I just finished watching Monsters and it seriously impressed me. You should know by now that I believe that breaking down the artificial walls between genres is one of the great strengths of independent media and this film does it to a greater extent than anything else I can think of.
Horror, science fiction, romance, adventure, political commentary… yeah, it’s in there. Honestly, it is difficult for me to even describe what exactly Monsters is, except very, very moving.
The story is simple. I high-concepted it as The Year Of Living Dangerously meets Cloverfield. Six years before the film begins a US spacecraft carrying samples of alien life crash lands in Mexico. Life from the wreck survives and contaminates the area, causing the US to quarantine a large swath of Mexico. Things live there that are not native to Earth and not friendly to humans.
A photographer is at the edge of the infected zone. The daughter of the owner of the magazine that the photographer works for is vacationing in the area and is injured when one of the creatures breaks out of the zone and the US military responds with an airstrike. The magazine mogul gives the photographer orders to get his daughter out of there, by whatever means necessary.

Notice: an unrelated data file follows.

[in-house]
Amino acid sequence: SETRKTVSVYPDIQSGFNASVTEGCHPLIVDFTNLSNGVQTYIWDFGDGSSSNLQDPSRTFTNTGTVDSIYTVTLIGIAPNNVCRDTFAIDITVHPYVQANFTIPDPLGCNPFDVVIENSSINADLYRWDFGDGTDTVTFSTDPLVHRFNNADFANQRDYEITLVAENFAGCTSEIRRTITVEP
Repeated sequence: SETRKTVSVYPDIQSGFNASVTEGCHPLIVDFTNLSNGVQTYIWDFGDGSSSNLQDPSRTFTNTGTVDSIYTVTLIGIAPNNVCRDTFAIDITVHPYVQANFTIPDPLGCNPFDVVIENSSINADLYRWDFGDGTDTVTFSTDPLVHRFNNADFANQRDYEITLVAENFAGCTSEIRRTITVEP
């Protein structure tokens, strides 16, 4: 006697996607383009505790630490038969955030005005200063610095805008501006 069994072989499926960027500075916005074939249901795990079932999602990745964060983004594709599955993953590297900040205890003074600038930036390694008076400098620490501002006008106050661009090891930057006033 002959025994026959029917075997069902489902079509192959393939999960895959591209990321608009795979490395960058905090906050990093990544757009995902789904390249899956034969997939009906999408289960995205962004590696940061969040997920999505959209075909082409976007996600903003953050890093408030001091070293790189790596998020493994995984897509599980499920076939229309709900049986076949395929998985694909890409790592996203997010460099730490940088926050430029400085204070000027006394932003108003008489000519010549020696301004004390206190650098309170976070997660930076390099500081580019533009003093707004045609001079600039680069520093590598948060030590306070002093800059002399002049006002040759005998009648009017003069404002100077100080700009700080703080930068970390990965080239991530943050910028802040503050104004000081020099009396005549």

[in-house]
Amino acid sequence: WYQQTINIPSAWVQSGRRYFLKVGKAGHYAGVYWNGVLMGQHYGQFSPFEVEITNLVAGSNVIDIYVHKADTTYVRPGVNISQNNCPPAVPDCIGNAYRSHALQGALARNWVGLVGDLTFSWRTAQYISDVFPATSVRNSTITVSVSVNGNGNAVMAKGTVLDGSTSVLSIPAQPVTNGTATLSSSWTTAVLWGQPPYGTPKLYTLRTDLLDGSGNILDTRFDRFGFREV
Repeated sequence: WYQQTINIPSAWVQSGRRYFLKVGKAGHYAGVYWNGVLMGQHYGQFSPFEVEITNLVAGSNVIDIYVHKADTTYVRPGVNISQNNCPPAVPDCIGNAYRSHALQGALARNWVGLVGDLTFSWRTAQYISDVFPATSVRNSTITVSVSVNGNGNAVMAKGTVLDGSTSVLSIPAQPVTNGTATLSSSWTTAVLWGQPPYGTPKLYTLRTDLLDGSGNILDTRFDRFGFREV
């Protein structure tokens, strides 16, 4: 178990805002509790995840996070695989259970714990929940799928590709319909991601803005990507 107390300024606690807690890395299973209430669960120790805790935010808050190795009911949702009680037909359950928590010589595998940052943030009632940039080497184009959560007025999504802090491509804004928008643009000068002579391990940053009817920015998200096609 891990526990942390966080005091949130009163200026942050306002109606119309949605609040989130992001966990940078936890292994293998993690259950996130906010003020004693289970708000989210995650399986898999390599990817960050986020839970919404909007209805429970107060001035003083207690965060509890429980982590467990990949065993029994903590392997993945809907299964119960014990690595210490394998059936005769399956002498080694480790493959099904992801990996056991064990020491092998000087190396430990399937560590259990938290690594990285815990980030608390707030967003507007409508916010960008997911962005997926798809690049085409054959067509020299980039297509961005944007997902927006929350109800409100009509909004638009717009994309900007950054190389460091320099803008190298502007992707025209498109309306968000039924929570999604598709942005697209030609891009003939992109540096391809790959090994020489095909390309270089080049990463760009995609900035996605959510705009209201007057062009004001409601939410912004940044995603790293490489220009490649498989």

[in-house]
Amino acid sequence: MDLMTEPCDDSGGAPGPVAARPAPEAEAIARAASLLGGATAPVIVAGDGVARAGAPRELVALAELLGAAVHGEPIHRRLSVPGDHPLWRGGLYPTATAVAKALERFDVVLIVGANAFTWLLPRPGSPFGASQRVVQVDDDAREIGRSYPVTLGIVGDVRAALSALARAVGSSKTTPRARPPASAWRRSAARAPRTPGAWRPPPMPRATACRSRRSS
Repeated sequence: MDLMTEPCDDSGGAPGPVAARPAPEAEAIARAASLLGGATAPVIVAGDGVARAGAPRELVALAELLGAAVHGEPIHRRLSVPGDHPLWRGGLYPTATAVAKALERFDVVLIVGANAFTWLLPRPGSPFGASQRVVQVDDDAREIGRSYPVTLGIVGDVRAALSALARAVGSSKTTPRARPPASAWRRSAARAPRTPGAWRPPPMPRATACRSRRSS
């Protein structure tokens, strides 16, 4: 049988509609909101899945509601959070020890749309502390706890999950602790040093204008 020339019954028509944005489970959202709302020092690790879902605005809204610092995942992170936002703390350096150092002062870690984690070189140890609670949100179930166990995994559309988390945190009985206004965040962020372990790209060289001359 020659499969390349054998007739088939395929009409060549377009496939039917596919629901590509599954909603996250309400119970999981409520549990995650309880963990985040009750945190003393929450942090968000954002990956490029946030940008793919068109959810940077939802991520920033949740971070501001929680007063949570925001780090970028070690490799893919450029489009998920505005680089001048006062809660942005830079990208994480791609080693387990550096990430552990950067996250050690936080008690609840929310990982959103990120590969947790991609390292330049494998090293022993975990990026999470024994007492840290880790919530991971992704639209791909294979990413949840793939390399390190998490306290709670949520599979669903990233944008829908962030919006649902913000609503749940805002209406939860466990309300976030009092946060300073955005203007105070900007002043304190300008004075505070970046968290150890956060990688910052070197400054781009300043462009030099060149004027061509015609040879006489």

That’s the setup. A man and a woman, thrown together by fate, in a dangerous situation. The story plays out from there, sometimes predictable, sometimes very original.
Be advised, this is a very slow film by Hollywood standards. There are a lot of long shots in which the focus is mood rather than action. It is very much a cinematographer’s film. It is also a guerrilla photographer’s film, shot on location, on the fly, with extras picked up on the scene. The total budget wouldn’t cover the salary of Gwyneth Paltrow’s nail tech for Iron Man 3.
It’s real. It’s everything that I love about independent media, people telling the story that comes bubbling up from inside them, screw marketing, screw focus groups, to hell with what the distributor’s accountants think and just make a goddamned movie!
It’s available on Netflix, so I strongly urge you to sit down, relax, give yourself time to adjust to the pace of the film, and get lost in the story. Seriously, if you don’t cry at the end, you don’t have a soul.